Do you understand these rights as they have been read to you? If so, good news: You’re ready to surpass such victim-playing nonsense and attempt a mastery of the art of non-attachment. If not, keep practicing mindfulness meditation and try not to whine too much.
There’s a reason why Buddhist detachment is understood by masters the world over as a vital aspect of healthy living –It works! It teaches us that there is no permanence. Everything changes. Nothing remains the same, especially not the Self, though we vainly cling to it. Vicissitude is the ultimate juggernaut oracle.
Buddhist detachment helps us gain the “over eyes” of the oracle. It knocks us off both the high horse of the past and the pedestal of the future, while slamming us into the muck and mire of the present moment, the infinite now that subsumes all things, to include the seemingly fixed past and the fuzzy future.
With the Over Eyes of non-attachment attached like a pair of third-eye sunglasses, we gain the ability to be astonished.
“We are all unique medicine.” ~ Angeles Arrien
Within our culturally conditioned boxes we’re almost certain to be inundated by the mundane. Our ordinary lives have a tendency to remain all-too-ordinary, though we claim to long for the extraordinary. We become inert, complacent, and accustomed. And then we wonder how we lost the spark.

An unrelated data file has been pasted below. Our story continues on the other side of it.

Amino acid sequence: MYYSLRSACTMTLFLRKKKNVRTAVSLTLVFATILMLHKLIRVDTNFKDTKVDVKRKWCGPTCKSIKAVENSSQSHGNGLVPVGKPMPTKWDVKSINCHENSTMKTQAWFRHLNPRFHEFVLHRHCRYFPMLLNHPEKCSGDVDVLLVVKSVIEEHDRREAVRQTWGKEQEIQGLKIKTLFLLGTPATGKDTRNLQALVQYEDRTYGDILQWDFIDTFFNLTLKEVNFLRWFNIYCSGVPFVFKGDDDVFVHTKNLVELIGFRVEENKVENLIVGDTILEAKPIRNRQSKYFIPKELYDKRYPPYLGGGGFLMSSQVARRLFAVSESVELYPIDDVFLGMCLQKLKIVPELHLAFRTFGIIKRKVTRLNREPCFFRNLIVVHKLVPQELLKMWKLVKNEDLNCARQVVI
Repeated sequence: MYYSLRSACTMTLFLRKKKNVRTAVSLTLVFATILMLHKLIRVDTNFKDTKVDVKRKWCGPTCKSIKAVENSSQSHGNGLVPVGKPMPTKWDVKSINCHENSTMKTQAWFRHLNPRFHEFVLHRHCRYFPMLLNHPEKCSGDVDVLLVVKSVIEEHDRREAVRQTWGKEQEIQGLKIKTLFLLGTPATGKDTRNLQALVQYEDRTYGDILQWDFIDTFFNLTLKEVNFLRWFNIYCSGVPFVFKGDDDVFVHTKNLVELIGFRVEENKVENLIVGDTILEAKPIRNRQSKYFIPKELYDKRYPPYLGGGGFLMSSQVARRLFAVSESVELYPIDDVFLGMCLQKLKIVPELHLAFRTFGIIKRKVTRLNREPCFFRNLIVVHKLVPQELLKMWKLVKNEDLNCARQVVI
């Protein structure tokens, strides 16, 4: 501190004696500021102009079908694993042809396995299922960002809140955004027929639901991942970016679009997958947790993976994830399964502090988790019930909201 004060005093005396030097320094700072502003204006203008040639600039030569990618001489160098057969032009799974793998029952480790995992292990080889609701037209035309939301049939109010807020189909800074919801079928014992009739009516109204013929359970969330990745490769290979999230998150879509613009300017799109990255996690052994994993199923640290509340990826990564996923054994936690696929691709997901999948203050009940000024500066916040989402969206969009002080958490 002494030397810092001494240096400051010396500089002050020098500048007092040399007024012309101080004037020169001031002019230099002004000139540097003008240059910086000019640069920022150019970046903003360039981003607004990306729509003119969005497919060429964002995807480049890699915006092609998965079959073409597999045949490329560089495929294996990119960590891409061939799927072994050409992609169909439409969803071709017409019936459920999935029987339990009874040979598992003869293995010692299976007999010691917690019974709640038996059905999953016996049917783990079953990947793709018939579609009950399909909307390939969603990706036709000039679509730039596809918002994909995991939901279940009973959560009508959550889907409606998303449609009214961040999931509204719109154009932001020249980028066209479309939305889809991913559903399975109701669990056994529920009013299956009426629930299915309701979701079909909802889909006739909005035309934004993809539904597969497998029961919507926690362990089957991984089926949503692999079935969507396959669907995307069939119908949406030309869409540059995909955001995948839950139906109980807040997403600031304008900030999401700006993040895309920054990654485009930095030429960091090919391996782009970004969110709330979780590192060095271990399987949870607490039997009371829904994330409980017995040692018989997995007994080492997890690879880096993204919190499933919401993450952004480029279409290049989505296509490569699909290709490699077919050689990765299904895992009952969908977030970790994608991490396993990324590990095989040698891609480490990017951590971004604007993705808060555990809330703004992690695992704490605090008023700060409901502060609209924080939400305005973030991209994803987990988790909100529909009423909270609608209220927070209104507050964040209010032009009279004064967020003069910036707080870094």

If we’re lucky, we’ll wonder just a little bit further and ask ourselves: how do we get that spark back. The easy answer to that question is through typical art that merely keeps us entertained. The difficult answer is through audacious art that jolts us awake through the use of shock humor.
If, as Joshua Foer said in Moonwalking with Einstein, “Monotony collapses time; novelty unfolds it,” then practicing Buddhist detachment is a way to allow Time to unfold into enchantment. But we must be vulnerable in order to be open to novelty.
Our defenses must come down so that offensiveness doesn’t shut us down. This unfolding into astonishment provides us a sacred space to enjoy the kind of imagination that shatters mental paradigms, stretches comfort zones, and stirs up pots where a thick indifference has risen to the top. In short: it allows us to embrace being offended in order that we may become enchanted.
When we’re enchanted, especially through art, we’re too busy being astonished to worry about rules, or laws, or petty beliefs. We’re free to not take ourselves too seriously. We free to not be so extreme with our beliefs or worldviews. In short: We’re free to be in a state of imaginative ecstasy.
As Carlos Castaneda intuited, “Feeling important makes one heavy, clumsy and vain. To be a warrior one needs to be light and fluid. Self-importance is man’s greatest enemy. What weakens him is feeling offended by the deeds and misdeeds of his fellow men. Self-importance requires that one spend most of one’s life offended by something or someone.”
Practicing non-attachment dissolves self-importance. The dissolution of self-importance gives way to self-astonishment, and suddenly our delicate sensibilities aren’t so delicate anymore. Our state of offense is actualized as merely a petty defense.
A flexible robustness along with a healthy sense of humor rises to the top and overwhelms us, and we discover the ability to self-overcome through the transcendence of our own creative projects that may or may not shock others into being astonished as well.
As Frank Herbert wrote in Dune, “Deep in the human unconscious is a pervasive need for a logical universe that makes sense. But the real universe is always one step beyond logic.”
And so it goes with audacious art as well. It’s always one step beyond reason.